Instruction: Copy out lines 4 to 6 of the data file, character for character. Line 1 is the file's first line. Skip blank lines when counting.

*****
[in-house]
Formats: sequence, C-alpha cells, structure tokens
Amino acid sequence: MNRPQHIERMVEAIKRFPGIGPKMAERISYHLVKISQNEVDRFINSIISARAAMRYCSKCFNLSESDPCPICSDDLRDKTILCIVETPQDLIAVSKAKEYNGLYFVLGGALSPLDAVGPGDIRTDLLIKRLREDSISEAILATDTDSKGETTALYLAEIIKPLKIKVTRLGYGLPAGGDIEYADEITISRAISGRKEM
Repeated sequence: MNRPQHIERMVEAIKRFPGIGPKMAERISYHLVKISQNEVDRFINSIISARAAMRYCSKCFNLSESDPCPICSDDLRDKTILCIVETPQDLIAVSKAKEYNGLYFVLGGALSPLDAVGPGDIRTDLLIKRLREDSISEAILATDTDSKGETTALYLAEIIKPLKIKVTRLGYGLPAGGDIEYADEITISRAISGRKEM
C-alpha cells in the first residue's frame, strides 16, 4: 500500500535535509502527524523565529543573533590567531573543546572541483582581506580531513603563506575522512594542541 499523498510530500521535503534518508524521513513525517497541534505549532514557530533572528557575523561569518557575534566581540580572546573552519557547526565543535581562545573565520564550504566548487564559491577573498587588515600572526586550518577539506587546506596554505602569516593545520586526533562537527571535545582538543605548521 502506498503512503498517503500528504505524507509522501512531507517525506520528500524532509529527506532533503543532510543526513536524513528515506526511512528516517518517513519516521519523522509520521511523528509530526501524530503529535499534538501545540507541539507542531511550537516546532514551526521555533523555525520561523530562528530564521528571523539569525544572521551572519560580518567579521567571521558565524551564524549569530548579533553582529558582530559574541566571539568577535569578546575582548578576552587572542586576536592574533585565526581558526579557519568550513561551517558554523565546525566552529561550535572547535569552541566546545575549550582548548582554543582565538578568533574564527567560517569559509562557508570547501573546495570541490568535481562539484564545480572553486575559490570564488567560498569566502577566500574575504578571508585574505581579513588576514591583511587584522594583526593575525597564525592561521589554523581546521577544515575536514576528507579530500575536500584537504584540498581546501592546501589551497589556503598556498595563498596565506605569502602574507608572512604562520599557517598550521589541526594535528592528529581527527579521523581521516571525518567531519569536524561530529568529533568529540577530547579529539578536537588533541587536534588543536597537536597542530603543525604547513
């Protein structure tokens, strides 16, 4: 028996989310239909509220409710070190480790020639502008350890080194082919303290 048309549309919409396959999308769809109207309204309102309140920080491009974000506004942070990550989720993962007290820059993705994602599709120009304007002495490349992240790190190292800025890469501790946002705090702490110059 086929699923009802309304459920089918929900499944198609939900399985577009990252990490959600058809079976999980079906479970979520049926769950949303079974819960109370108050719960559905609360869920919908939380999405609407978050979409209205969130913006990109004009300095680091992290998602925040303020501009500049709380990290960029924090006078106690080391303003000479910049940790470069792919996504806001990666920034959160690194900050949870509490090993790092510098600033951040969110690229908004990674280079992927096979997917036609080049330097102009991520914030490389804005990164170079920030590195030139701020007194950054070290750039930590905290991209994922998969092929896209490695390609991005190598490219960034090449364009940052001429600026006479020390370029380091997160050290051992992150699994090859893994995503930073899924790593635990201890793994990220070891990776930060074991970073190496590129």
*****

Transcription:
Repeated sequence: MNRPQHIERMVEAIKRFPGIGPKMAERISYHLVKISQNEVDRFINSIISARAAMRYCSKCFNLSESDPCPICSDDLRDKTILCIVETPQDLIAVSKAKEYNGLYFVLGGALSPLDAVGPGDIRTDLLIKRLREDSISEAILATDTDSKGETTALYLAEIIKPLKIKVTRLGYGLPAGGDIEYADEITISRAISGRKEM
C-alpha cells in the first residue's frame, strides 16, 4: 500500500535535509502527524523565529543573533590567531573543546572541483582581506580531513603563506575522512594542541 499523498510530500521535503534518508524521513513525517497541534505549532514557530533572528557575523561569518557575534566581540580572546573552519557547526565543535581562545573565520564550504566548487564559491577573498587588515600572526586550518577539506587546506596554505602569516593545520586526533562537527571535545582538543605548521 502506498503512503498517503500528504505524507509522501512531507517525506520528500524532509529527506532533503543532510543526513536524513528515506526511512528516517518517513519516521519523522509520521511523528509530526501524530503529535499534538501545540507541539507542531511550537516546532514551526521555533523555525520561523530562528530564521528571523539569525544572521551572519560580518567579521567571521558565524551564524549569530548579533553582529558582530559574541566571539568577535569578546575582548578576552587572542586576536592574533585565526581558526579557519568550513561551517558554523565546525566552529561550535572547535569552541566546545575549550582548548582554543582565538578568533574564527567560517569559509562557508570547501573546495570541490568535481562539484564545480572553486575559490570564488567560498569566502577566500574575504578571508585574505581579513588576514591583511587584522594583526593575525597564525592561521589554523581546521577544515575536514576528507579530500575536500584537504584540498581546501592546501589551497589556503598556498595563498596565506605569502602574507608572512604562520599557517598550521589541526594535528592528529581527527579521523581521516571525518567531519569536524561530529568529533568529540577530547579529539578536537588533541587536534588543536597537536597542530603543525604547513
């Protein structure tokens, strides 16, 4: 028996989310239909509220409710070190480790020639502008350890080194082919303290 048309549309919409396959999308769809109207309204309102309140920080491009974000506004942070990550989720993962007290820059993705994602599709120009304007002495490349992240790190190292800025890469501790946002705090702490110059 086929699923009802309304459920089918929900499944198609939900399985577009990252990490959600058809079976999980079906479970979520049926769950949303079974819960109370108050719960559905609360869920919908939380999405609407978050979409209205969130913006990109004009300095680091992290998602925040303020501009500049709380990290960029924090006078106690080391303003000479910049940790470069792919996504806001990666920034959160690194900050949870509490090993790092510098600033951040969110690229908004990674280079992927096979997917036609080049330097102009991520914030490389804005990164170079920030590195030139701020007194950054070290750039930590905290991209994922998969092929896209490695390609991005190598490219960034090449364009940052001429600026006479020390370029380091997160050290051992992150699994090859893994995503930073899924790593635990201890793994990220070891990776930060074991970073190496590129």